The Loser's Club

Reviewed by YTSL

Even after discounting those that owe their ridiculousness to hex errors (E.g., “Flirtong Scholar”…!), there are myriad examples of Hong Kong movies which have been saddled with titles that are more likely to put off rather than attract viewers.  Admittedly, such sensationalist ones as “Rape Trap”, “Gigolo and Whore”, “Love to Kill” and “Women’s Private Parts” -- all of which I’ve seen and reviewed for this site, actually! -- might intrigue certain folks even while scaring away more mainstream inclined others.  Alternatively, how many people would naturally gravitate towards checking out such presumably guaranteed downers as the criminally under-rated “Girls without Tomorrow” and this late 2001 offering from a director whose prior efforts had included two  (i.e.,“The Longest Nite” and “Expect the Unexpected”) of the darkest and bleakest of Milkyway Image’s crime dramas?!

THE LOSER’S CLUB possesses a principal cast who are not without overseas admirers but whose lack of Idol type physical attributes -- and consequent apparent under-appreciation in their home territory -- appear to have led to their being relegated to starring in low budget works like this Patrick Yau helmed TV program themed offering with an unbecoming “made for the small screen” aura to it.  To the more multi-talented than a chunky he may superficially seem Eric Tsang went the role of Nam: an international award winning director in search of a 20 (plus) point -- For the record: 1 point = 500,000 viewers -- rating for the midnight scheduled TV program he had been reduced to working on.  Meanwhile, the beady eyed plus at times very outrageous acting Francis Ng -- who excels at essaying menacingly crazed but also not so scarily eccentric characters -- was called to play an entertainingly flamboyant, “nutty but cute” singer named Kenny (who, prior to his entering into an inspired collaboration with Nam, was apt to be dismissed by others as an idiotic “has been”).
Although the latterly infamously “love handles”-possessing Ruby Wong’s part in THE LOSER’S CLUB is not as substantial as Eric Tsang’s or eye-catching as that of Francis Ng, it is one that provides her with welcomed opportunities to flash her absolutely wonderful smile as well as show the attractively feisty plus supportive side of her character (a woman named Hidy who is the official Girl Friday for Maggie Siu’s TV station manager character plus the informal but valued help-mate of Nam and Kenny).  Based on her supporting performance as the formidable -- but not entirely hard-hearted -- Cheung Mei Yiu, it seems a shame that the expressive faced Ms. Siu -- who had also graced director Yau’s “The Longest Nite” -- currently is best known to many Hong Kong movie fans for her being a TV actress plus having been dumped by Ekin Cheng for Gigi Leung.  Alternatively, Michael Tse did not do enough with his admittedly minor accorded role -- as a young but already pretty ego-centric station rival of Eric Tsang’s Nam -- in this flamenco music infused (courtesy of co-composers Chung Chi Wing and Ben Cheng) work to make a strong case for his being able to stand out of a non-pretty boy as well as “Young and Dangerous” crowd.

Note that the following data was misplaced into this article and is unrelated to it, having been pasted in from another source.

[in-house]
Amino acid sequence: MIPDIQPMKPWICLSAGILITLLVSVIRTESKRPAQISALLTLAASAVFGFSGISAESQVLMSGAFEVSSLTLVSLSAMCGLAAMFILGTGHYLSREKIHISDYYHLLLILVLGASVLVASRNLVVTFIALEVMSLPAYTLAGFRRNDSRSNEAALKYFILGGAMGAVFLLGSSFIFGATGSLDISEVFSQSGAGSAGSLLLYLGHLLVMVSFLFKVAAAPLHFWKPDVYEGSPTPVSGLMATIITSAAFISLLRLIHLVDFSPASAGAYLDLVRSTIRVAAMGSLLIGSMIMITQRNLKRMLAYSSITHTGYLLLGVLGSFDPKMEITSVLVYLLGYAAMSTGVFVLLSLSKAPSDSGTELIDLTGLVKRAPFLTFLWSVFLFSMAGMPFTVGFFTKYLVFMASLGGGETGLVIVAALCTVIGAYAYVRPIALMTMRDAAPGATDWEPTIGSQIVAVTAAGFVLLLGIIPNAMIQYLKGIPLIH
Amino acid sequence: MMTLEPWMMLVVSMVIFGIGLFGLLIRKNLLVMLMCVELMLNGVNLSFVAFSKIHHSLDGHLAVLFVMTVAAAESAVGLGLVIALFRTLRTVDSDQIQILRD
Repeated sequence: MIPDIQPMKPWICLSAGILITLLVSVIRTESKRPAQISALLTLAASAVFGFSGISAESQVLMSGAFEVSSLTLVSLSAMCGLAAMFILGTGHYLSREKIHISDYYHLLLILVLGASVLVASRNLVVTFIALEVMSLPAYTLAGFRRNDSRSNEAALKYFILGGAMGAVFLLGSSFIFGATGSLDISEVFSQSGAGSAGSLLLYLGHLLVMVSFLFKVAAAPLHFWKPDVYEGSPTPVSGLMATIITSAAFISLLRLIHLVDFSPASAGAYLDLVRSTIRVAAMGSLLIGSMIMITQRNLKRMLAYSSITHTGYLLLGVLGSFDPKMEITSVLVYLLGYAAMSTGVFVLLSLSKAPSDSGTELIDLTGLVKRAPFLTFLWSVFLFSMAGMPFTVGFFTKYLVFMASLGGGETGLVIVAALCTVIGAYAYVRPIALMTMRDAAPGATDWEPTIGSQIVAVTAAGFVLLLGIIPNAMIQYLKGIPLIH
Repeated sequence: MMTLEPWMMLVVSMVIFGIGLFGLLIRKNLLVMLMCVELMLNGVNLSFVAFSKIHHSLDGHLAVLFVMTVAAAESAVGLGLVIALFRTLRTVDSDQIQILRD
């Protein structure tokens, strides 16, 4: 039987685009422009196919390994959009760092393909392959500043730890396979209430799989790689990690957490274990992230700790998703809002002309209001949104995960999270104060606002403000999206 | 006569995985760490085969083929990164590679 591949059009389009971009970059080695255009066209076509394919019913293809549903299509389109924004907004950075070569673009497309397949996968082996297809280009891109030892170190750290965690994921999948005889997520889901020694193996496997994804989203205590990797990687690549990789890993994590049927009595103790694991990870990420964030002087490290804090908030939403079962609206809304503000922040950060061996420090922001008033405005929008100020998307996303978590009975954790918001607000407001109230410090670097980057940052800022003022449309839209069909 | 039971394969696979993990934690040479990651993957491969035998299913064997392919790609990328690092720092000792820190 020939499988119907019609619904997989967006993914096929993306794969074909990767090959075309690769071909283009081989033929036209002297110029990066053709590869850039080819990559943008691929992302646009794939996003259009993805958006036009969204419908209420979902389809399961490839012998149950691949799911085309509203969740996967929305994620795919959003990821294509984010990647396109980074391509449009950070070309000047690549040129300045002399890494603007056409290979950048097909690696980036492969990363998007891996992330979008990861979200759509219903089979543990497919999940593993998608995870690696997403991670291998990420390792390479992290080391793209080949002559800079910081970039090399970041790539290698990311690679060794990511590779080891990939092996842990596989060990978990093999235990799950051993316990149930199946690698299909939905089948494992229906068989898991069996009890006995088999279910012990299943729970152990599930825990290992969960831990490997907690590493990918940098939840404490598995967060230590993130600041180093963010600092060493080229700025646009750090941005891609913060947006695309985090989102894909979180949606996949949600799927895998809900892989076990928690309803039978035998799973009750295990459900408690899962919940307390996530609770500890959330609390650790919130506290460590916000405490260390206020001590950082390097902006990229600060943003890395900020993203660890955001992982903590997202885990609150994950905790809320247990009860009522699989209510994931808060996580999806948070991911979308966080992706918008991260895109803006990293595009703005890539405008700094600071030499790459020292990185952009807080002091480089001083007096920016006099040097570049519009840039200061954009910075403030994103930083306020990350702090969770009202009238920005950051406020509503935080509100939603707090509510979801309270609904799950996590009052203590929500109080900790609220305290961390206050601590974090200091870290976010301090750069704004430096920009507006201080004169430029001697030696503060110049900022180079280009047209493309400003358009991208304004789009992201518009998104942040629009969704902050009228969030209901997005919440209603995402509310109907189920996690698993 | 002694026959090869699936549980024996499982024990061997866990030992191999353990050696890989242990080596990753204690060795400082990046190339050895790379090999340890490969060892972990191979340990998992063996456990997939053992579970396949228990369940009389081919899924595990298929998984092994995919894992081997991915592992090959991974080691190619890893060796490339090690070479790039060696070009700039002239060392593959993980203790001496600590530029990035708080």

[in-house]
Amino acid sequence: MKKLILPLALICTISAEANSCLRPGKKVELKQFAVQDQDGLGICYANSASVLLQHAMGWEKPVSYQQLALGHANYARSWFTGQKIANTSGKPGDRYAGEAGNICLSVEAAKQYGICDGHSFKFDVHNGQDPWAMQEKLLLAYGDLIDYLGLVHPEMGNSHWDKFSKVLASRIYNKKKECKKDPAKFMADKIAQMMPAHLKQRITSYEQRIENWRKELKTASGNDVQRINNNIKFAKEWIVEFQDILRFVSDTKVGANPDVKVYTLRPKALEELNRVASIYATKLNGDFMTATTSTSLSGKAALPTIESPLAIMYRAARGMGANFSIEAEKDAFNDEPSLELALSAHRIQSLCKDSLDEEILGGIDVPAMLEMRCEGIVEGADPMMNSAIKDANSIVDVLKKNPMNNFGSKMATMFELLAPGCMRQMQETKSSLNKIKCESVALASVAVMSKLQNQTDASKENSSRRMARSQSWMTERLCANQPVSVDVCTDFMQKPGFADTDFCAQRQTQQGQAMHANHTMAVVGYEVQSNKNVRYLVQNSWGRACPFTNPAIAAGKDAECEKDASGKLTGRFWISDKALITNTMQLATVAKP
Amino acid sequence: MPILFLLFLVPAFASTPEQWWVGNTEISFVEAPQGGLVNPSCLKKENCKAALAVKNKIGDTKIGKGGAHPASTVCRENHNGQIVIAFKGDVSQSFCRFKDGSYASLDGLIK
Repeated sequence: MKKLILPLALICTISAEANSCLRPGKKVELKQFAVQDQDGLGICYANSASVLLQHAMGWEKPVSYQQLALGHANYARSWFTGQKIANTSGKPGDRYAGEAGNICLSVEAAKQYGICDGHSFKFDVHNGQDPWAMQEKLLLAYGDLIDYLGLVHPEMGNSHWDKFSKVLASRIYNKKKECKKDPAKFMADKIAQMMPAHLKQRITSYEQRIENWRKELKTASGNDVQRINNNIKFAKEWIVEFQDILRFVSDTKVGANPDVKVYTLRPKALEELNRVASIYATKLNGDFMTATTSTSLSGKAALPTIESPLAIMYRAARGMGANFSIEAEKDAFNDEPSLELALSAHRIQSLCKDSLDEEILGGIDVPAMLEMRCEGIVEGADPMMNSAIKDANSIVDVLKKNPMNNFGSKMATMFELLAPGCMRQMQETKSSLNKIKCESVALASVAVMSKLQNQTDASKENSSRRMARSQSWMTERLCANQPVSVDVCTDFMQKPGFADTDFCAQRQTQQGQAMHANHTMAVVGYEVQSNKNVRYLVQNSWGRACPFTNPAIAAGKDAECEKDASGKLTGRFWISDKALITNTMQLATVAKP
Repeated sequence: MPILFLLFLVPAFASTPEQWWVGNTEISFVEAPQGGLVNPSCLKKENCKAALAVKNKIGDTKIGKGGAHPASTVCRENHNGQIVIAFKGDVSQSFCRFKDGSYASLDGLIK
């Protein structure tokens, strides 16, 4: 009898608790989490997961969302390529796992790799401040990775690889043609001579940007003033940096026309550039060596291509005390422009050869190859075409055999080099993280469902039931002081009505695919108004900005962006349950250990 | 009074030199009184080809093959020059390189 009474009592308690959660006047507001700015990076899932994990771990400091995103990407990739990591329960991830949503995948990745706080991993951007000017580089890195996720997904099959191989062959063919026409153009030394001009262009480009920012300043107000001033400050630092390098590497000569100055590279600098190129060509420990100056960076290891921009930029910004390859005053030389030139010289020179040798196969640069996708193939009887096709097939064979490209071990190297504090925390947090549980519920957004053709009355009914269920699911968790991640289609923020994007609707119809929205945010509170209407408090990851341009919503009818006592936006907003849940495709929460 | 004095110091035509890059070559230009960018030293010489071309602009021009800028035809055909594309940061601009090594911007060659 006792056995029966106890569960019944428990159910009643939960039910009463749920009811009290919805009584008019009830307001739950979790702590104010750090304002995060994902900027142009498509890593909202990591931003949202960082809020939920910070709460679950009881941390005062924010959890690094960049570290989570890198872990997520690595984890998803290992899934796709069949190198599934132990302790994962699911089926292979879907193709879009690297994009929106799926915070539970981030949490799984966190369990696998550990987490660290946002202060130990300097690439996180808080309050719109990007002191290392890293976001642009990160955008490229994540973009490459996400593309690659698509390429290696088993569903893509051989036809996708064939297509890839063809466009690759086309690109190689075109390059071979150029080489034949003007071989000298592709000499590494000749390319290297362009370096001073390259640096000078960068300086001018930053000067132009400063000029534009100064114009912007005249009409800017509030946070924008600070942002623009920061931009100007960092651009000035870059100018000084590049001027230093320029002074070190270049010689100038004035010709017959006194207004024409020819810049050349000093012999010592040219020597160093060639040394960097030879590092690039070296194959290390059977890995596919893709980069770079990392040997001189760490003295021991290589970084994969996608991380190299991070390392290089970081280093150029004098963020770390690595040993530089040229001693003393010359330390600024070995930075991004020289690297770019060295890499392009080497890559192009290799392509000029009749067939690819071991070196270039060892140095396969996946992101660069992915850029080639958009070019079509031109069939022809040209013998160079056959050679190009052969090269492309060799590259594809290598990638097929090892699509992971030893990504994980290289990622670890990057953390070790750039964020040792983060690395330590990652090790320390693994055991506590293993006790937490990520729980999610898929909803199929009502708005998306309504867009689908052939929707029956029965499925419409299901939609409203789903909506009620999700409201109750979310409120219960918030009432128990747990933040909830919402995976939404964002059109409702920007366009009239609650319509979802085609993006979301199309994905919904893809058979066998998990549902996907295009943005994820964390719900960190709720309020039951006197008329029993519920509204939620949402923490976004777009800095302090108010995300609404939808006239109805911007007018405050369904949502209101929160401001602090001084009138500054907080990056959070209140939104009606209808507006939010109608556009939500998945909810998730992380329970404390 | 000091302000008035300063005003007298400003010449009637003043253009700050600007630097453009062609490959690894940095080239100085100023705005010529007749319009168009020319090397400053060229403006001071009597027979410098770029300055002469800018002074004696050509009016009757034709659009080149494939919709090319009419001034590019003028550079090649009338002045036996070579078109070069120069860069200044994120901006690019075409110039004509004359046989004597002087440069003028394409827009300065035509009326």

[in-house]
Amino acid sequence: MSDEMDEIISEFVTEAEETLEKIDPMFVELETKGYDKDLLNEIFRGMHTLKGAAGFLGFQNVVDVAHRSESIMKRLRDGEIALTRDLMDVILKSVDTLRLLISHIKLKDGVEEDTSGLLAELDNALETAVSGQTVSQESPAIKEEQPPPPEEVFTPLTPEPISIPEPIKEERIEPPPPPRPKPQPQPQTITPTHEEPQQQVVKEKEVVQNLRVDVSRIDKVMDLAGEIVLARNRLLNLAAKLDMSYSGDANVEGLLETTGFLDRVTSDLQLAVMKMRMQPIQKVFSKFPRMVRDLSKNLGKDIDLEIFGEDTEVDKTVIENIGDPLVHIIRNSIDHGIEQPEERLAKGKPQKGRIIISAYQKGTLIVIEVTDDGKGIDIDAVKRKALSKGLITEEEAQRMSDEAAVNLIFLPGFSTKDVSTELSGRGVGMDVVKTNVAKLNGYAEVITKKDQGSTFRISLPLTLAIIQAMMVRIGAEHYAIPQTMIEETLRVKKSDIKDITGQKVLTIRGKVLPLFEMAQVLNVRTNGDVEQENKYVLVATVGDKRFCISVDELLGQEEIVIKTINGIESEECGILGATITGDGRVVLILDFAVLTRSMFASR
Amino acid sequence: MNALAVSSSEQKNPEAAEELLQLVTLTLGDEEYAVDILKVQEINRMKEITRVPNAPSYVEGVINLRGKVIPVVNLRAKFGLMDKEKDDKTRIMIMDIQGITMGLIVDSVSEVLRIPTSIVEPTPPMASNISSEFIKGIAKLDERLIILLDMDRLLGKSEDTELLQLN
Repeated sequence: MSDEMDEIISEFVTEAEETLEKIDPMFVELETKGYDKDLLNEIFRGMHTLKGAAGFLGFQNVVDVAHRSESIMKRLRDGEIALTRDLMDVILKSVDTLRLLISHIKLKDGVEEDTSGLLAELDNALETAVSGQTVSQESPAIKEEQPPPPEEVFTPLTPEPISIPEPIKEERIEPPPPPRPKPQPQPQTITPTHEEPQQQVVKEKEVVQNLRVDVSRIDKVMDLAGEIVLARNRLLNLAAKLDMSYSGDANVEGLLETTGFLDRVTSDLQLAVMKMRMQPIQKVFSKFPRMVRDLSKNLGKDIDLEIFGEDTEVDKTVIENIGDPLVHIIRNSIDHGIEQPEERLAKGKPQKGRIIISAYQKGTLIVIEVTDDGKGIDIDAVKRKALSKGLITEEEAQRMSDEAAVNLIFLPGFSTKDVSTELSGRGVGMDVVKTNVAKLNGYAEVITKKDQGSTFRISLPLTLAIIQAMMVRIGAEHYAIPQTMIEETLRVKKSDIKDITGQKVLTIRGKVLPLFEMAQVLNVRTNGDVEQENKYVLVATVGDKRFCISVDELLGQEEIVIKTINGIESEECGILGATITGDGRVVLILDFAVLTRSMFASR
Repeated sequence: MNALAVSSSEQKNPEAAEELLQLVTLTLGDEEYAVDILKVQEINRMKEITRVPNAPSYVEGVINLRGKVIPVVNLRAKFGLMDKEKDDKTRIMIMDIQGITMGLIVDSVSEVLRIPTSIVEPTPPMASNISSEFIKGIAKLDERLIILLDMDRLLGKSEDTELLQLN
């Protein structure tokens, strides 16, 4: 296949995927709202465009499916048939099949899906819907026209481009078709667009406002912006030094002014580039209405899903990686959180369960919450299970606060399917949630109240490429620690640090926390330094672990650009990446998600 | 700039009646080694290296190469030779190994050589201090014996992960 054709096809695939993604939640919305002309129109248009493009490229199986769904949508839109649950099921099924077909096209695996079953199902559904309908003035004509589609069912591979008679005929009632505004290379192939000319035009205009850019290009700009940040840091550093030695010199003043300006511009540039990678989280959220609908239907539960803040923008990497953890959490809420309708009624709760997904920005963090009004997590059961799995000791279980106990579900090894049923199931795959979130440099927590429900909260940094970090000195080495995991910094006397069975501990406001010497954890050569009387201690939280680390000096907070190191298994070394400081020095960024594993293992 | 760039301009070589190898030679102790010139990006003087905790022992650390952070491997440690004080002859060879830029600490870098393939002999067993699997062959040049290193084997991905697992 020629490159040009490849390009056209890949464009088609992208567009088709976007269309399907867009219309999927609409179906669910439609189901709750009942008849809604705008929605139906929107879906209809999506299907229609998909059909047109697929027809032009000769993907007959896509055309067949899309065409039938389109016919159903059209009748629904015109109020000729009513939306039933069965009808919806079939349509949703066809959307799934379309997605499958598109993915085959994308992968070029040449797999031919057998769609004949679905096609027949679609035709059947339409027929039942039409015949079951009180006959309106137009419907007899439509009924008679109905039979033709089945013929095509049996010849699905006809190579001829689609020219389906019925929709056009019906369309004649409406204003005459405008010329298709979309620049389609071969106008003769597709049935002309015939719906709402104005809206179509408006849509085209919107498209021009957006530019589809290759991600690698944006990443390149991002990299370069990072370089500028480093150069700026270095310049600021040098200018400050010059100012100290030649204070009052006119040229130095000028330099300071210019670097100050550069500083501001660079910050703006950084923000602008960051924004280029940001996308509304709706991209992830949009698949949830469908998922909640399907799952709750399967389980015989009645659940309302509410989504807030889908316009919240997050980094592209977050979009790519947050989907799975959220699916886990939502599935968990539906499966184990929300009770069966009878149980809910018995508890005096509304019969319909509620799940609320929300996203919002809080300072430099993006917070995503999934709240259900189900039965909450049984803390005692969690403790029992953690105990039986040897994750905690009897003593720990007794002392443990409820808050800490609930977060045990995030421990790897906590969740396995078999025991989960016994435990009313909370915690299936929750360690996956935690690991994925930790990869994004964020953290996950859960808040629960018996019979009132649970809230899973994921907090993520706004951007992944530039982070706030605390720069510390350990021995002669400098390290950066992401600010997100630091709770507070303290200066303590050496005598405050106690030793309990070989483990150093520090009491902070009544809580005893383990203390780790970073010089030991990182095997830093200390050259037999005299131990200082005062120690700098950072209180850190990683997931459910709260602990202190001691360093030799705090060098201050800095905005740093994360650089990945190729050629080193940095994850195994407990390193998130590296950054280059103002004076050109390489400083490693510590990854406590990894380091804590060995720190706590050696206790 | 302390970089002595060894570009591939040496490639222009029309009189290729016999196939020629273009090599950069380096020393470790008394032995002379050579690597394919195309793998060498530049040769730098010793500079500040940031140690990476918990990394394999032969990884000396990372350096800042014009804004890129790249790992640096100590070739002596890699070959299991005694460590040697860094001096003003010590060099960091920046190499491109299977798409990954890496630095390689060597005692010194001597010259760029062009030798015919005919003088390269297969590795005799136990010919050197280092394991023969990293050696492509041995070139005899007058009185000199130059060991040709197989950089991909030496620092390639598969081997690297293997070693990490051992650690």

Someone else who doesn’t emerge all that well from THE LOSER’S CLUB is scriptwriter Sandy Shaw (whose previous penned credits include those for “The Heroic Trio”, “My Father is a Hero” and the Francis Ng directed and starring “9413”).  In theory, the actually Category I rated movie’s main tale of Nam’s efforts to orchestrate a successful comeback for the affectionately labeled Kenny Chai (a term that effectively translates into English as “Boy” or “Kid”) -- and also boost his own career in the bargain by doing such as getting both of them involved in the production of a HK$20 million (i.e., big by the stipulated standards) budget New Year’s Eve show -- is one that’s potentially interesting.  This is particularly so with the throwing into its primarily dramatic equation of the kind of ethical and humanistic issues, along with personal plus professional relational concerns, that various individuals who have demanding jobs and/or regularly appear in the media limelight can be realistically expected to have had to consider at some point in their psychically as well as psychologically and sometimes also physically demanding careers.
Disappointingly however, I found THE LOSER’S CLUB to often be both confusingly disjointed and yawn-inducingly boring.  To be sure, that which (also) had Helen Tong playing a supporting character named Sam and Chung Wong as a senior producer known as K. K. was not without a few good moments and points.  However, there often was quite a bit of lag time between the livelier, more inspired plus even sometimes surprisingly moving bits of a cinematic work that had Eric Tsang’s Nam character earnestly asserting at one point that “I just want to do a good show”.  All in all, and especially in light of another of the veteran industry insider’s suggestions being that “the entertainment industry…[is] all about gimmicks”, this (re)viewer couldn’t help thinking that this perhaps too well meaning effort would have benefited from having the irreverent -- but frequently attention-grabbing, for good reason -- input of more savvy plus populist inclined movie makers like Wong Jing.

My rating for the film: 5.5